“I don’t know if [the closures] are motivated by profits, but the university has claimed that the complexes are ‘approaching the end of their useful lives,’” Grisier said. “I’ve seen what an O’Hara-Grace townhouse looks like — it certainly could use a renovation. But I don’t know if that’s an excuse to tear it down and not offer the students who live there some direct kind of replacement.” 

To criticism of the impression that by forcing students to live on-campus for three years, the administration hopes seniors will be influenced to stay, Hoffmann Harding clarified that that isn’t the administration’s intent. Furthermore, she voiced voiced a fear that it would backfire and encourage the opposite. 

“I actually don’t think that the three year requirement will help the senior conversation,” she says. “What will help the senior conversation is if we give the incentives. I truly do believe that — this is a costless and silly thing — but by saying out loud to seniors, not just to RAs, how much we believe they matter, that’s not something we’ve said before … I actually hope that by the university better characterizing the maturity and the mentorship and the leadership that the seniors bring to the halls, that naturally will be an encourager in and of itself, but we also want to make these incentives work as effectively as possible and really reward seniors for the contributions that they make … I think it all rests on the senior incentives.” 

Additionally, one of the starkest pieces of feedback was the sentiment that they were taking away students’ choice. Rakoczy Russell noted that in addition to the freshman residency requirement, only 2 – 3 % of sophomores and 11 – 15% of juniors live off campus. 

“So when our students are voting with their feet and telling us what they are choosing, they’ve been choosing to stay for three years … We’re solidifying the trend that we’re already seeing,” she says. 

What About the Minority? 

At the Town Hall, Rohit Fonseca, a senior International Economics major formerly of Fisher Hall, poised a question of what the housing changes may mean for the diversity of the student body. 

“The root of the question is … how much do we value people who don’t believe in our ideals or don’t fit necessarily exactly into what we’re going for with the hall community?” Fonseca says, recalling the inquiry he asked during the question and answer period. “We have atheist students here, we have LGBTQ students here, we have people who for racial reasons or whatever minority group they fall into … feel excluded by the dorm community or the hall life.” Fonseca noted that he posed the question without meaning any comment on the merit of any aforementioned group.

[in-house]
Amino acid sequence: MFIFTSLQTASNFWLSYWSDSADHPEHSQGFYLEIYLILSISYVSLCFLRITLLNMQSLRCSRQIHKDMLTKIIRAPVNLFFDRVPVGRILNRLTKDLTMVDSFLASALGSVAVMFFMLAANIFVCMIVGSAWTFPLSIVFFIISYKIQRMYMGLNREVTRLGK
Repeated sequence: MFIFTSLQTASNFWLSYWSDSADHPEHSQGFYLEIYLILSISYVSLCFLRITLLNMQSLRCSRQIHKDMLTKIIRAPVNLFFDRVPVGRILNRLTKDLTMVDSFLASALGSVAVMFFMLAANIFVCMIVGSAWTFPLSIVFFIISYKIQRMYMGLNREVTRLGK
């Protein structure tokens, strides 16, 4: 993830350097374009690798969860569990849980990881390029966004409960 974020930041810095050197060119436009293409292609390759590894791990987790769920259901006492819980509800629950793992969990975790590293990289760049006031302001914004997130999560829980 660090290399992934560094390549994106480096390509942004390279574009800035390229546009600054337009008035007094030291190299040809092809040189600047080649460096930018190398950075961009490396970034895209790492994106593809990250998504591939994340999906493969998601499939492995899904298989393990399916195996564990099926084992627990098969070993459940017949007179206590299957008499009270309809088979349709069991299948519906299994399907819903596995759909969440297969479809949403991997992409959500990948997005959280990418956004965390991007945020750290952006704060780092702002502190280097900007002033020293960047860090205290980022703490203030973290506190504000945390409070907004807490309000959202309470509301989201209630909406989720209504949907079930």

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“At Notre Dame is it important to value that input, being the country’s best known Catholic institution? It’s a discussion that needs to happen that I don’t think we’re having as much as we should.” 

The response he received from Fr. Jenkins was surprisingly swift. 

“... I think it would be a mistake for Notre Dame to say, ‘We want to be everything to everybody. Notre Dame’s for everybody.’ It’s not. We want to be Notre Dame. We want to be a place that prizes community in a special way. We make no apologies about that, no one should come here with any confusion about that. People should take a look, and if that’s what they want, they should come here. But if that’s not what they want, there are many other places to go to. What we want to be is what we are, in a clear way that emphasizes the kind of education we want to give. But it would be a mistake to say we’ve got to make everybody happy. Cause we will fail and we will become vanilla pudding.” 

Fonseca said that he wasn’t taken off-guard by Jenkins’ abruptness — but many others were. 

“Immediately, I wasn’t really shocked or anything,” Fonseca says. “If you despise core elements of the school, ‘Don’t come here’ is not a creative answer … But it does raise questions. When he said that, what it immediately had me thinking about was, ‘So who are those students who maybe don’t need to come here? Is that atheist students, is that students of a transgender background? Is that ‘insert minority group here’?’ Are they valued here? And if not, does that take away from being a university, a place of open dialogue?” 

Rakoczy Russell says that that’s not what Jenkins intended to mean.